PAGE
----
The length of the common chord is 6 cm.

- A chord of length 8 cm is drawn in a circle of radius 6 cm. Find the distance of the chord from the center of the circle.

The distance of the chord from the center of the circle is 2√10 cm.

- A circle of radius 10 cm is inscribed in a square. Find the area of the square.

The area of the square is 200 cm^2.

- If two circles of radii 5 cm and 3 cm respectively intersect at two points and the distance between their centers is 4 cm, find the length of the segment joining their centers.

The length of the segment joining their centers is 4 cm.

- A line passing through the point (2, 3) intersects the circle x^2 + y^2 – 6x – 8y + 16 = 0 at two distinct points. Find the equation of the line.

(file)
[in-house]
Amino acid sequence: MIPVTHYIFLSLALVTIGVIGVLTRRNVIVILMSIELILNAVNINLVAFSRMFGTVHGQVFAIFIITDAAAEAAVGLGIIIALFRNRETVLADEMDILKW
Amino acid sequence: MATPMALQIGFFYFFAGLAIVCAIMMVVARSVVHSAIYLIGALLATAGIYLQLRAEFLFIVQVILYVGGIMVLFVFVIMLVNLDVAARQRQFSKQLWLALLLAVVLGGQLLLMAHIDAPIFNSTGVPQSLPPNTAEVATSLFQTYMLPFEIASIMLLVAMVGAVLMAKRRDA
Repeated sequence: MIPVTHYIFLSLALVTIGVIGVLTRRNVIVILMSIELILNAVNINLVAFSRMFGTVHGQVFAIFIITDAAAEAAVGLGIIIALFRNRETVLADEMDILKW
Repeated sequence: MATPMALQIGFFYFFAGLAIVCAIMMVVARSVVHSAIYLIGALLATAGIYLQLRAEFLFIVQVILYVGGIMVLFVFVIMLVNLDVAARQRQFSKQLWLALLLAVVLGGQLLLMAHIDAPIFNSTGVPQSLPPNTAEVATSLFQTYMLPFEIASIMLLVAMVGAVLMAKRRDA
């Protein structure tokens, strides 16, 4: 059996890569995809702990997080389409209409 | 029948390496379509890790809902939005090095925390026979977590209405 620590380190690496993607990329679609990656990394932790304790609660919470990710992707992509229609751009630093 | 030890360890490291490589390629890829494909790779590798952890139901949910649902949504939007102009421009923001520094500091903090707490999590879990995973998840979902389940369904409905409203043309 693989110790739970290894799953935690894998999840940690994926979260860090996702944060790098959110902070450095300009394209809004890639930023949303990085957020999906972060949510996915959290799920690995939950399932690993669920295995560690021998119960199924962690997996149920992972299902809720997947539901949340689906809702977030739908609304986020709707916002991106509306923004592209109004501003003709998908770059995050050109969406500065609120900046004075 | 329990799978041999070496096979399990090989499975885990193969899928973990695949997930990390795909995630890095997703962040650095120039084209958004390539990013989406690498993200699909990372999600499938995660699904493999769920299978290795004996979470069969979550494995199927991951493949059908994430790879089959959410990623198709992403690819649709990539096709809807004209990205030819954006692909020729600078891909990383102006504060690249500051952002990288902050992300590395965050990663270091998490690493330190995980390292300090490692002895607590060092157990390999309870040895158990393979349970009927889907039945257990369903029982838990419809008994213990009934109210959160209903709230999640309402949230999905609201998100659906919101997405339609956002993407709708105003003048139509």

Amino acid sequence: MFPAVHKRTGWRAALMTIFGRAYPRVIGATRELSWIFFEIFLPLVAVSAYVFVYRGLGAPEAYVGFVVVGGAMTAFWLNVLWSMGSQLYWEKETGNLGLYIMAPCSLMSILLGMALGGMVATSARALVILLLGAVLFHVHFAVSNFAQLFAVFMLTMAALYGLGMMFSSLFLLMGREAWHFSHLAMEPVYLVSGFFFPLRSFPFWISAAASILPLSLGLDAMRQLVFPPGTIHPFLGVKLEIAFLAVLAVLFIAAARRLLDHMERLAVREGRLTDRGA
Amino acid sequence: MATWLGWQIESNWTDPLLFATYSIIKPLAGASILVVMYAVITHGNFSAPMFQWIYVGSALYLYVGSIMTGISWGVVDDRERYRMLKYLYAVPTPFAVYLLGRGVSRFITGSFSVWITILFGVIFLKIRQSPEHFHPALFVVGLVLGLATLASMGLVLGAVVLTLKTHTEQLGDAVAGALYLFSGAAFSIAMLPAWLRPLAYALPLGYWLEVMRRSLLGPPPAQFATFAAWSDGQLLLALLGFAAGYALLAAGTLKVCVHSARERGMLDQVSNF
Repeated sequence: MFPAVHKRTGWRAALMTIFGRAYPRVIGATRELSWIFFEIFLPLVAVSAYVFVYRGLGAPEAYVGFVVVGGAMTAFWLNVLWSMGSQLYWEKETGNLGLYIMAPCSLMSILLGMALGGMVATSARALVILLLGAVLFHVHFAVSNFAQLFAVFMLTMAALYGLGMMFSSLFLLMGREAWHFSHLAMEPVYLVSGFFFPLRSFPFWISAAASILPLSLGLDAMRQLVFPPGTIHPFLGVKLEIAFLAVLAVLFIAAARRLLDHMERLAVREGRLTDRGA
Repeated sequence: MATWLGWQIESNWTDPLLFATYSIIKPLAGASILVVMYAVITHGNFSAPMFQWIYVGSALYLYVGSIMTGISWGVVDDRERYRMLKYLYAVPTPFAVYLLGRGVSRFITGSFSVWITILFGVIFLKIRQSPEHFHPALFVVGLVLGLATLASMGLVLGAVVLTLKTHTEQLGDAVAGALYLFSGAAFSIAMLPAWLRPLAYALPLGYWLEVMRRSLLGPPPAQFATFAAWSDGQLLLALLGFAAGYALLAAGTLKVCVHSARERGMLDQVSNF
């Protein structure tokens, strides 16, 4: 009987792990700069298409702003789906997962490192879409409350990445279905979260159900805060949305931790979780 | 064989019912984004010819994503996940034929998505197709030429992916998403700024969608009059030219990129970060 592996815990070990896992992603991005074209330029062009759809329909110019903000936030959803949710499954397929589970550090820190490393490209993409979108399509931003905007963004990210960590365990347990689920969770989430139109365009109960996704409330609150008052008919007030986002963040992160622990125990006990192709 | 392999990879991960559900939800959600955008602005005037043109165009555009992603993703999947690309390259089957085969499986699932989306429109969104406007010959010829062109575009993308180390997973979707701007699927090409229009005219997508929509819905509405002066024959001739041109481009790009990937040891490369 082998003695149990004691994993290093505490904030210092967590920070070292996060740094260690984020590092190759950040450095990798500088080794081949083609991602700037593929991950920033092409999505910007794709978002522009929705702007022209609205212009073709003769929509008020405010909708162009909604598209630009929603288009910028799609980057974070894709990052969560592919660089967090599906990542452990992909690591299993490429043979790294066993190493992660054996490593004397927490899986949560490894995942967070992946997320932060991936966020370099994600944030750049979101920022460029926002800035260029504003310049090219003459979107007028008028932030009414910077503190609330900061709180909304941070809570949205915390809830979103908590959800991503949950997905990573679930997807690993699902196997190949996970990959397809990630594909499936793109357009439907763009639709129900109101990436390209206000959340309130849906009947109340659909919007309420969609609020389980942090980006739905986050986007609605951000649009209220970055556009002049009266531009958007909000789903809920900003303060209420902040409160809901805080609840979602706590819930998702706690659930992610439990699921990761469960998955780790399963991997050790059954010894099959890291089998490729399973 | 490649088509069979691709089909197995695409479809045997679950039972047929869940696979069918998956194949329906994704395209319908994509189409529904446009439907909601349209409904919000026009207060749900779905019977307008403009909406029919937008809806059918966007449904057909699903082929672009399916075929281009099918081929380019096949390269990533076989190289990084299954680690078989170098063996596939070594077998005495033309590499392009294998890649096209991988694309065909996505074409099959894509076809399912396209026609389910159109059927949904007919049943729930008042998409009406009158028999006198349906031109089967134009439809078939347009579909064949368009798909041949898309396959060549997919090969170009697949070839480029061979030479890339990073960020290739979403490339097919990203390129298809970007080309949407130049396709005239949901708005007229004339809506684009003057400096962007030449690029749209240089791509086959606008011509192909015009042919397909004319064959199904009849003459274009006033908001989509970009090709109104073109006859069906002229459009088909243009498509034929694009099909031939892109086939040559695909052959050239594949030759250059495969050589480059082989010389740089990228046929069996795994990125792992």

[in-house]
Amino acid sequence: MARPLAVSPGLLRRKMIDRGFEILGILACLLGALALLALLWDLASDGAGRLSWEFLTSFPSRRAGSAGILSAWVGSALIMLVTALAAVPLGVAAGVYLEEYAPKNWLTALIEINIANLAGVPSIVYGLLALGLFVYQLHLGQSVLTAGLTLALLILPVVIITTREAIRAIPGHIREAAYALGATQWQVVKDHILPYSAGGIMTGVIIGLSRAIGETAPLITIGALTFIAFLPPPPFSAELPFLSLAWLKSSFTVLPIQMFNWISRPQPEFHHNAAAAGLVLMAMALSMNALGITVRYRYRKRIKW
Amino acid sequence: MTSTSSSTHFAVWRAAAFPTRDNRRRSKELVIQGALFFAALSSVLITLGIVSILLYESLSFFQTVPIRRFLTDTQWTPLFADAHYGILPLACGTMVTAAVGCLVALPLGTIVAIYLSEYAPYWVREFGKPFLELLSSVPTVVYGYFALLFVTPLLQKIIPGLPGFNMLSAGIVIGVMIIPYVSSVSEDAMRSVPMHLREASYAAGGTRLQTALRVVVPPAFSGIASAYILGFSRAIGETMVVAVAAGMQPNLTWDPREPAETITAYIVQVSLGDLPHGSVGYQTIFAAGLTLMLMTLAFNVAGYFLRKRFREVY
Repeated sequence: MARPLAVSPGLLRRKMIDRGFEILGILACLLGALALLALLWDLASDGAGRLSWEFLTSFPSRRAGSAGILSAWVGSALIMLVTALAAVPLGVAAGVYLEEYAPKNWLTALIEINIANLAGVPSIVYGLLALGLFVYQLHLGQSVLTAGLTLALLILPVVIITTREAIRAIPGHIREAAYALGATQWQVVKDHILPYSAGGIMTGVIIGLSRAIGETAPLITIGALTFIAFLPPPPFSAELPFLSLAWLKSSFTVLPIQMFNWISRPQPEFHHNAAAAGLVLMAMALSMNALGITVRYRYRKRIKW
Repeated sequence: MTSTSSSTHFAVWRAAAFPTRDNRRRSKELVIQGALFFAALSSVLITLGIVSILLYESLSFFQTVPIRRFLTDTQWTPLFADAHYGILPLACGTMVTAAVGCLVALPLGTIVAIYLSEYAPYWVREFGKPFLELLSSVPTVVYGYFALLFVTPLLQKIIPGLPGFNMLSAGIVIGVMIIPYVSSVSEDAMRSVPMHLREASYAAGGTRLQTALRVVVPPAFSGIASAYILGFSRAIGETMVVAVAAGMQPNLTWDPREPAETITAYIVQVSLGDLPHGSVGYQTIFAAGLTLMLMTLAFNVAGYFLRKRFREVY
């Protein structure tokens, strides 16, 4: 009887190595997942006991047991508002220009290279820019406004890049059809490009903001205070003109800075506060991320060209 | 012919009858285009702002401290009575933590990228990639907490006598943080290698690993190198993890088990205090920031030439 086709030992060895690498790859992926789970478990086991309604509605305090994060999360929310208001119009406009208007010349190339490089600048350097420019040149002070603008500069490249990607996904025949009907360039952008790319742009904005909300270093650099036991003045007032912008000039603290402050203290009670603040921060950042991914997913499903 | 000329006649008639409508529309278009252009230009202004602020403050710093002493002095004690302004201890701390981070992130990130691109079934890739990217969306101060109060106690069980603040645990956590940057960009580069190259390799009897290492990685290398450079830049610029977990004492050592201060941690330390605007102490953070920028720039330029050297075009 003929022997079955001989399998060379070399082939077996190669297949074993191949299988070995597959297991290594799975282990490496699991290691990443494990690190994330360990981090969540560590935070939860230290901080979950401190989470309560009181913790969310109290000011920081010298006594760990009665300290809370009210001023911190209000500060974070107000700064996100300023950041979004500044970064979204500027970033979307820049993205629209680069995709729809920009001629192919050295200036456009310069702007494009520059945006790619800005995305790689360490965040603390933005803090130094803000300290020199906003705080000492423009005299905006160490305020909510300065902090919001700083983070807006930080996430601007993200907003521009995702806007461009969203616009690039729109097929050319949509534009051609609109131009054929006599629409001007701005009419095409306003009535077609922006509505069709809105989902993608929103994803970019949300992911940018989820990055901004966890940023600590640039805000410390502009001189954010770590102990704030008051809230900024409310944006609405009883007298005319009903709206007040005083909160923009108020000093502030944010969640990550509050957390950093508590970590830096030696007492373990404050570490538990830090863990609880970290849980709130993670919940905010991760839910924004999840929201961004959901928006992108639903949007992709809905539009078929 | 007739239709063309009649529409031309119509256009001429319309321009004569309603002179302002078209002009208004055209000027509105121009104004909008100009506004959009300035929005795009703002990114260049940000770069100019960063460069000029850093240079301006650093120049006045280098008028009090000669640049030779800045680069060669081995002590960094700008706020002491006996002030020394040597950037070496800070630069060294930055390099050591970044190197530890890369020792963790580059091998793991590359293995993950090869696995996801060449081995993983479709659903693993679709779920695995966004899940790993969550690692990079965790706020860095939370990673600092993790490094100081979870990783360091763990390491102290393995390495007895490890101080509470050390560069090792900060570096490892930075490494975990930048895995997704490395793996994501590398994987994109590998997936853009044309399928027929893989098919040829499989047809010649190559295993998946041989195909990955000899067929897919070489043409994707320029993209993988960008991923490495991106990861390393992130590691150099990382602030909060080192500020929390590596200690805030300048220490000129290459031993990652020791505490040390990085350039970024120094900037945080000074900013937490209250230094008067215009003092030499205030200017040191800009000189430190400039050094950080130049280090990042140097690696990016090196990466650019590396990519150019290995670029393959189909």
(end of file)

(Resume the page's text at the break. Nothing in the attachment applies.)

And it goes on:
The equation of the line is y = 2x – 1.

## CBSE Class 10 Maths Notes Chapter 10 Circles

**Circle:** A circle is a collection of all points in a plane which are at a constant distance from a fixed point.

**Centre:** The fixed point is called the centre.

**Radius:** The constant distance from the centre is called the radius.

**Chord:** A line segment joining any two points on a circle is called a chord.

**Diameter:** A chord passing through the centre of the circle is called diameter. It is the longest chord.

**Tangent:** When a line meets the circle at one point or two coincidings The line is known as points, a tangent.

The tangent to a circle is perpendicular to the radius through the point of contact.

⇒ OP ⊥ AB

The lengths of the two tangents from an external point to a circle are equal.

⇒ AP = PB

Length of Tangent Segment

PB and PA are normally called the lengths of tangents from outside point P.

**Properties of Tangent to Circle**